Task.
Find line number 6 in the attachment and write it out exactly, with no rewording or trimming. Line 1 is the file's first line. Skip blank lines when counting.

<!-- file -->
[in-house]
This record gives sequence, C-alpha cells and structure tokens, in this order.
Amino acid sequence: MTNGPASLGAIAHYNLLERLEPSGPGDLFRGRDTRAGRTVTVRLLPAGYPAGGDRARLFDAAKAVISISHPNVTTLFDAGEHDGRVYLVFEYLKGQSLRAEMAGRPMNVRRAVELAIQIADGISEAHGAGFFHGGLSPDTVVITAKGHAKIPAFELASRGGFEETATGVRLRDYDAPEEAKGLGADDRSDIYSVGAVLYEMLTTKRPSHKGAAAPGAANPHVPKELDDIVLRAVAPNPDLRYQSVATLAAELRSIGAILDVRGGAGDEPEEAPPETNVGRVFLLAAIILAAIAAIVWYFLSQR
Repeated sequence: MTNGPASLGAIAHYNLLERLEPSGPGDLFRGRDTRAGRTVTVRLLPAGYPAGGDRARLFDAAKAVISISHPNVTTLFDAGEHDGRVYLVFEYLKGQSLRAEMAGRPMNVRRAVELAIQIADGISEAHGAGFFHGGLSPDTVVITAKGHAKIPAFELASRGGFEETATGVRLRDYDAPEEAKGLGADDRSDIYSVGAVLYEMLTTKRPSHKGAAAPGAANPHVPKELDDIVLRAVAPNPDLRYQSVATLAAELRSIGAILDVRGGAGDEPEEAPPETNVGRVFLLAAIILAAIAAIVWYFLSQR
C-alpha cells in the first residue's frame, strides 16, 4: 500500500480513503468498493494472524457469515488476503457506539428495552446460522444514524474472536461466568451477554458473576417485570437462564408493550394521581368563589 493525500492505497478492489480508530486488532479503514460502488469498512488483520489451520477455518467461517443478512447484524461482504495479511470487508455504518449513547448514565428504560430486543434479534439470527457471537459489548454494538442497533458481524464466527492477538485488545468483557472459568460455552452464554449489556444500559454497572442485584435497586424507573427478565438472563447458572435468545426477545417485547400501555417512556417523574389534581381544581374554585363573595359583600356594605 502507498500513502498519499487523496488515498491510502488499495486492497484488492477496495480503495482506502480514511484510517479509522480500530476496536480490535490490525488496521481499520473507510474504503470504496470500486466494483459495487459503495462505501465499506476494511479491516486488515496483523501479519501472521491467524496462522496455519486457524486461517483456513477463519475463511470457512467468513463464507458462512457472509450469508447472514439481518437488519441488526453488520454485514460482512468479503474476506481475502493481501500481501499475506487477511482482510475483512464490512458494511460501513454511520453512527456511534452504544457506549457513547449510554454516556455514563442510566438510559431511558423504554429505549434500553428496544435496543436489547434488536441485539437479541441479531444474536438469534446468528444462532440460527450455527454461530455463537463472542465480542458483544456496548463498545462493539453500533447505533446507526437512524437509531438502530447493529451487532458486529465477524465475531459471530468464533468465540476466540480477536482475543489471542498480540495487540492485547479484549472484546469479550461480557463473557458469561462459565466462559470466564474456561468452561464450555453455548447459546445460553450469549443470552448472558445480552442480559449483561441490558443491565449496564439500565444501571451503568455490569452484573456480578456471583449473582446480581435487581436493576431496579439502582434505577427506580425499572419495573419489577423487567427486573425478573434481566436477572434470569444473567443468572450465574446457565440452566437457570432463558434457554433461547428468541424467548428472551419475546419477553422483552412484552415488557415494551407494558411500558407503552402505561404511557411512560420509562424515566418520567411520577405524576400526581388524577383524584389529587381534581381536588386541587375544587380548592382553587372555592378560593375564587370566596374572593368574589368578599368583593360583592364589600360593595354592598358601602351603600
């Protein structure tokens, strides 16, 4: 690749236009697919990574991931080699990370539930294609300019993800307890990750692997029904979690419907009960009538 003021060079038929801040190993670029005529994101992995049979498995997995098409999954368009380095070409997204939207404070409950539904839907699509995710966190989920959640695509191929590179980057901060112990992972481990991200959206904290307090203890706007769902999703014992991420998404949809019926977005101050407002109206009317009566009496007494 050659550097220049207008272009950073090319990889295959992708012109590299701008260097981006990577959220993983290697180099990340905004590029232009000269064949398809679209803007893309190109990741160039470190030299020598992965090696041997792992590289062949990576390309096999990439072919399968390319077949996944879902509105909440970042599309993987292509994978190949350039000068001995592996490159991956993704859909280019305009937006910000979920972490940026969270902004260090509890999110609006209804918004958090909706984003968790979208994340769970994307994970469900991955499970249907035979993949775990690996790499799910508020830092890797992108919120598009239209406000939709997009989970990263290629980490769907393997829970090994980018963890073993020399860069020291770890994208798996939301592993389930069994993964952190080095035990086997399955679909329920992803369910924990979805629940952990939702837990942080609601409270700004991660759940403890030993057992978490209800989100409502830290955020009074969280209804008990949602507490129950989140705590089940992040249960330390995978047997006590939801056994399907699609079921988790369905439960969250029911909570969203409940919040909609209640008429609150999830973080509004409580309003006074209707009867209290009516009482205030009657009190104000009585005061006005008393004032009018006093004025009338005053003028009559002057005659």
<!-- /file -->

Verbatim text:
């Protein structure tokens, strides 16, 4: 690749236009697919990574991931080699990370539930294609300019993800307890990750692997029904979690419907009960009538 003021060079038929801040190993670029005529994101992995049979498995997995098409999954368009380095070409997204939207404070409950539904839907699509995710966190989920959640695509191929590179980057901060112990992972481990991200959206904290307090203890706007769902999703014992991420998404949809019926977005101050407002109206009317009566009496007494 050659550097220049207008272009950073090319990889295959992708012109590299701008260097981006990577959220993983290697180099990340905004590029232009000269064949398809679209803007893309190109990741160039470190030299020598992965090696041997792992590289062949990576390309096999990439072919399968390319077949996944879902509105909440970042599309993987292509994978190949350039000068001995592996490159991956993704859909280019305009937006910000979920972490940026969270902004260090509890999110609006209804918004958090909706984003968790979208994340769970994307994970469900991955499970249907035979993949775990690996790499799910508020830092890797992108919120598009239209406000939709997009989970990263290629980490769907393997829970090994980018963890073993020399860069020291770890994208798996939301592993389930069994993964952190080095035990086997399955679909329920992803369910924990979805629940952990939702837990942080609601409270700004991660759940403890030993057992978490209800989100409502830290955020009074969280209804008990949602507490129950989140705590089940992040249960330390995978047997006590939801056994399907699609079921988790369905439960969250029911909570969203409940919040909609209640008429609150999830973080509004409580309003006074209707009867209290009516009482205030009657009190104000009585005061006005008393004032009018006093004025009338005053003028009559002057005659």